Communication in the Time of Coronavirus

Drawing of a purple coronavirus on a green background

By Joy Portella


Let’s face it: We weren’t prepared for this. The rapid onset of a worldwide health crisis has all of us flummoxed. How do nonprofits talk about their work when news headlines are dominated by coronavirus, people are weighing whether it’s safe to go into the office, and families are preoccupied with protecting elderly loved ones? 

As a team of communicators who are well-versed in global health issues and crisis communications, we have several suggestions: 

Know when and how to link to the news. If your organization is either directly participating in the public health response to COVID-19 or assisting people who are impacted by the virus, communicate about this work with the audiences that matter to you. That could be donors, media, or the people you serve. Be ready to communicate in a clear, compelling manner as quickly as possible. For example, if you’re running a food bank that ramps up delivery of groceries and meals to self-quarantined people or the elderly in response to coronavirus, you should communicate about those activities. 

But do not create false or contrived connections. When there’s an emergency that dominates public attention, many nonprofits want to connect it to their work to leverage that attention. The unkind way to describe this behavior is “ambulance chasing” and it’s easy for even remotely sophisticated donors to see through itWhile this may immediately capture some eyeballs, it will ultimately create confusion about your programming and sew distrust with your supporters.  

If your organization needs to communicate directly about the virus, do not assume the mantle of subject-matter experts. Talk about issues that are top-of-mind for your organization and audience. Leave baseline education—like when and how to wash hands—to the CDC and others.  

Re-evaluate events. We’re headed into the spring fundraiser/gala season and many nonprofits are reliant on large-scale events to raise a substantial proportion of their funds. Cancelling or postponing these events can be painful and result in a major dip in contributions. But in certain places where coronavirus is a direct threat to health and authorities are working hard to contain it—like in my hometown of Seattle—this step is necessary.  

Opting not to cancel or postpone can make your organization look tone deaf and, more important, it could put people at riskThe reality is those organizations that decide to plow forward likely experience low attendance, compounding a poor decision.  

It’s critical to make a call on events sooner rather than later and communicate clearly to attendees how you’re going to move forward—whether you’re going to postpone, create some kind of virtual event, or another solution.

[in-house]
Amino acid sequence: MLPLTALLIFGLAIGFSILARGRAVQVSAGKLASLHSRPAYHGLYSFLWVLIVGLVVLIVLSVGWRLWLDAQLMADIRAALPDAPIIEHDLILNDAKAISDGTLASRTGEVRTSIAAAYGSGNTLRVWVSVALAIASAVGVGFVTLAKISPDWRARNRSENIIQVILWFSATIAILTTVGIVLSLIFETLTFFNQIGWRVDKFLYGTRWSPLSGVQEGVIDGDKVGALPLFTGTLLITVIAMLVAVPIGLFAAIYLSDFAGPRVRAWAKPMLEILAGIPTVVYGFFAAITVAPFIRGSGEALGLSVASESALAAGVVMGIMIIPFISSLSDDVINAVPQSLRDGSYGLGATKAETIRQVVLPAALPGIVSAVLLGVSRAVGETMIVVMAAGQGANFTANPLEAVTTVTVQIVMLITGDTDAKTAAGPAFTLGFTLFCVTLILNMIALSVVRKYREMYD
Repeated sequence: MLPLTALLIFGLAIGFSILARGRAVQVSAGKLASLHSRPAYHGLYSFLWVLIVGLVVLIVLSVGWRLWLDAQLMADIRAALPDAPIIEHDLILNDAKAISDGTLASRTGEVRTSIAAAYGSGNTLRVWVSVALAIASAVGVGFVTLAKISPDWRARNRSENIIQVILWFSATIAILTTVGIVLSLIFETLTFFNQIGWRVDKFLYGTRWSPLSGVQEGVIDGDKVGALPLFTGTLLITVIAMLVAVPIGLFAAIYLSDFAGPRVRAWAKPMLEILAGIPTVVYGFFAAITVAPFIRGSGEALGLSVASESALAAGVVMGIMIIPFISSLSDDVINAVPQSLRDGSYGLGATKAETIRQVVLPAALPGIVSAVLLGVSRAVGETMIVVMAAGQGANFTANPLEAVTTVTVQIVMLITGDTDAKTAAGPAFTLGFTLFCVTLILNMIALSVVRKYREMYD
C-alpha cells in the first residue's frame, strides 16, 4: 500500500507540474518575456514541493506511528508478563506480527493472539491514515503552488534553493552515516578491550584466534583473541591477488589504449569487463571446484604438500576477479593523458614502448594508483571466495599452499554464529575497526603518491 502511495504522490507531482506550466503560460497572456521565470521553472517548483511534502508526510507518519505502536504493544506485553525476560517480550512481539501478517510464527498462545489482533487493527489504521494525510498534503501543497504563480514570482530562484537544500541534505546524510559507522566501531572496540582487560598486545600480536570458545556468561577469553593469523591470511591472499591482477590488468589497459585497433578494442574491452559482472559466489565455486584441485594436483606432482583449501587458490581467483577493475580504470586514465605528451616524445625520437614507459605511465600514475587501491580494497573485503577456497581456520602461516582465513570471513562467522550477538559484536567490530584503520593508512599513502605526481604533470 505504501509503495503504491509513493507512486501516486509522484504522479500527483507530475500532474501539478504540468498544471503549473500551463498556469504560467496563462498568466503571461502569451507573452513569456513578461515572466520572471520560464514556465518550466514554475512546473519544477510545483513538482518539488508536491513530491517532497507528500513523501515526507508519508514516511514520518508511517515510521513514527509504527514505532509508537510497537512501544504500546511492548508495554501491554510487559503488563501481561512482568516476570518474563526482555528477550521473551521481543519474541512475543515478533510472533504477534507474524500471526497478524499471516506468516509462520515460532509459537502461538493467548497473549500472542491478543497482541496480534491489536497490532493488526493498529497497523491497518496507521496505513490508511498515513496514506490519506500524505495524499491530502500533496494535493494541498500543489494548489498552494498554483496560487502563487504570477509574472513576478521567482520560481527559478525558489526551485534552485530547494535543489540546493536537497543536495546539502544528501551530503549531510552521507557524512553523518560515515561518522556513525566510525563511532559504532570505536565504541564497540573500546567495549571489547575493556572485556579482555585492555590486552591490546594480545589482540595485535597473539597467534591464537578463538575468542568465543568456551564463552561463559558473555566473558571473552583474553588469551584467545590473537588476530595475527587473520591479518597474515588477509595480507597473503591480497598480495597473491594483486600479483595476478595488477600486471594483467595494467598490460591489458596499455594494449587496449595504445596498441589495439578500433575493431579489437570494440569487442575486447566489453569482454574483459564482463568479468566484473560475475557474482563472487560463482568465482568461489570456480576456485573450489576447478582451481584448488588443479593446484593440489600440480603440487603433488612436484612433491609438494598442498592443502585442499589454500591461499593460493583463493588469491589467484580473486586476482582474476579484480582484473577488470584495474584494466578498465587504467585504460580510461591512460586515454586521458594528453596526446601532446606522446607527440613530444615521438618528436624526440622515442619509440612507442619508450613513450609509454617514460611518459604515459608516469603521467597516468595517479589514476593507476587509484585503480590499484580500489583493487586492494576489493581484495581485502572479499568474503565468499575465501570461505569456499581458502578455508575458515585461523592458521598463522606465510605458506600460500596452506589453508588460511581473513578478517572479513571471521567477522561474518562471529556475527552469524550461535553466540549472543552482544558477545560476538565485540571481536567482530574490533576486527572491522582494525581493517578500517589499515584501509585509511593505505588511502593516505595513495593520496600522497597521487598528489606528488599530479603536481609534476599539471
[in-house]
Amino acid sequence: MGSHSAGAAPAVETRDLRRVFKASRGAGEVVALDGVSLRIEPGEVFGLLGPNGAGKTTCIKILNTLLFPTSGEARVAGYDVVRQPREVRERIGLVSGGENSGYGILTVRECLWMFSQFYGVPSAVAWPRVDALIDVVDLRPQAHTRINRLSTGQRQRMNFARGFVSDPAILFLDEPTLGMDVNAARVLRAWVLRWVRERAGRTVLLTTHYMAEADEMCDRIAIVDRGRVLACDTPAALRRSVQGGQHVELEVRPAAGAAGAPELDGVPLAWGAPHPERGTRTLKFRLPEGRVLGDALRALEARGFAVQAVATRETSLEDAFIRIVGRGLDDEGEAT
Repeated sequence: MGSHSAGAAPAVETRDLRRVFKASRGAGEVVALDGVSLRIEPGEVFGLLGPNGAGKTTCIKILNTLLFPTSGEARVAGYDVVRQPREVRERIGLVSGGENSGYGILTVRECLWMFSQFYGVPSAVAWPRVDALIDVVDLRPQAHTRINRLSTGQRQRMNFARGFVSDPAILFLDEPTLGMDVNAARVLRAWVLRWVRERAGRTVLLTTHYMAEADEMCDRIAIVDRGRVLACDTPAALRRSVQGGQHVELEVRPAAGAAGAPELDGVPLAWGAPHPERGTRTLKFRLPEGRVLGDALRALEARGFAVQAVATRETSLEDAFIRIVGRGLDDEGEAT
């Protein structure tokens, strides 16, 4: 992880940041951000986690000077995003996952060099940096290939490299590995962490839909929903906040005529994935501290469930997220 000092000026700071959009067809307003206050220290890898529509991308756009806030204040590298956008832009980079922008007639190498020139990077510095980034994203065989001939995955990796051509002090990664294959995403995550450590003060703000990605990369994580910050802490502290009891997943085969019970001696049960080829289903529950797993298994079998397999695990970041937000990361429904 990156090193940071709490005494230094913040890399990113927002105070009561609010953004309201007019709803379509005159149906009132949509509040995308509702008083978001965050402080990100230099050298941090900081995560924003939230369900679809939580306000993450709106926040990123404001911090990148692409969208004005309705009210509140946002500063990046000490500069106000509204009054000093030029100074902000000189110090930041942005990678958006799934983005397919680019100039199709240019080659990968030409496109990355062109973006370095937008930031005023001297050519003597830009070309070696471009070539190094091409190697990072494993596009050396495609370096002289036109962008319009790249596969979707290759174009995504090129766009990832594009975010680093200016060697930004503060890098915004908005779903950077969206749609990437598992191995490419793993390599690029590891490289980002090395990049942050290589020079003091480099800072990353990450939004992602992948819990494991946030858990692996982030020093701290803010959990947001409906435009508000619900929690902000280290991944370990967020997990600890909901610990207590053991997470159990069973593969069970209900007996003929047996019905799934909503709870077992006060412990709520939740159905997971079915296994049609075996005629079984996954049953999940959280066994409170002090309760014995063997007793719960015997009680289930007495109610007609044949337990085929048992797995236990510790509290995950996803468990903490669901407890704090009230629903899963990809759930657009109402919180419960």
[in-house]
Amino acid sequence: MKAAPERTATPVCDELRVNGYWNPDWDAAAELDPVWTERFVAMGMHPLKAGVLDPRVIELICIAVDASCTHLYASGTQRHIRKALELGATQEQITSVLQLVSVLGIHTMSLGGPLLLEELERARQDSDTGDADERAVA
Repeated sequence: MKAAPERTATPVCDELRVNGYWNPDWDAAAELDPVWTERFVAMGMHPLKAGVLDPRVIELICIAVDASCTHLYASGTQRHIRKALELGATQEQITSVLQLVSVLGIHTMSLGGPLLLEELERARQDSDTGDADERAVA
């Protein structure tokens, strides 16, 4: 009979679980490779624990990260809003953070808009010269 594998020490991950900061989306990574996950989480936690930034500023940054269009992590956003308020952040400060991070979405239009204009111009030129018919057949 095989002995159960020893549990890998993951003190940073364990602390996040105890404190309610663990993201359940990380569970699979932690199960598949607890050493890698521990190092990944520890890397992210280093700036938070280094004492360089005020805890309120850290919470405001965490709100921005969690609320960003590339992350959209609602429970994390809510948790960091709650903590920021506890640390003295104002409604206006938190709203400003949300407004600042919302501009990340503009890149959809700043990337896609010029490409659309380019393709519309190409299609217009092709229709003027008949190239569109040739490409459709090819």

In the long term, think about diversifying away from an event-dependent model of fundraising. For many reasons—coronavirus is just one of them—putting all of your fundraising eggs into an events basket is a risky way of doing business.  

Double down on digital. Digital communications provide ways to engage people without requiring physical contact and creating a health risk. Now is the time to ramp up your online storytelling, social media efforts, and virtual events. When creating calls to action, think about things that people can do virtually, whether that’s sharing information, donating, or attending a webinar. Some audiences may be too preoccupied with the virus to pay attention but others may welcome a distraction and take comfort in the efforts of an organization they trust.  

Appeal to your strongest supporters. We know that this will be a tough several months for fundraisers because donors are distracted and the stock market is sinking. This publication recently reported on a Nonprofit Alliance survey that revealed more than half of [a limited sample of] fundraising consultants expect coronavirus to hurt fundraising over the next three to six monthsTake this opportunity to reach out to your major donors and most trusted supporters with special asks to cushion any shortfalls.  

Keep talking. When a crisis that dominates the news and public debate hits, it’s common for nonprofits that are not directly addressing it to clamp down on their communications for fear of getting lost in the chaos. This is a mistake. You should certainly track fluid situations like coronavirus and respond accordingly—pumping the communication breaks when needed—but going black risks losing touch with your supporters. Keep communicating in a cadence and tone that shows you’re cognizant of the evolving crisis but continuing to do your good work. 

Above all else, the most important lesson is to have a plan for how to move forward in a crisis and to make smart calls as things change. This will show your key audiences that you’re aware of and in step with their concerns and will build loyalty once the time of coronavirus has passed. 

About The Author

Joy Portella

Joy Portella

Founder and President

Joy leads the Minerva Strategies team, providing senior-level direction to every client. Her skills have been honed through more than two decades of experience helping organizations more effectively communicate with media, donors, policymakers and other key audiences.

Prior to establishing Minerva, Joy spent five years as director of communications at the international humanitarian organization Mercy Corps. She guided Mercy Corps’ messaging, media relations, and crisis communications, and traveled extensively to document work in global hotspots including the Horn of Africa, the Gaza Strip, and North Korea. Previously, Joy worked for a decade at leading communication firms – Burson-Marsteller, Ruder Finn and SS+K – in New York and Washington DC.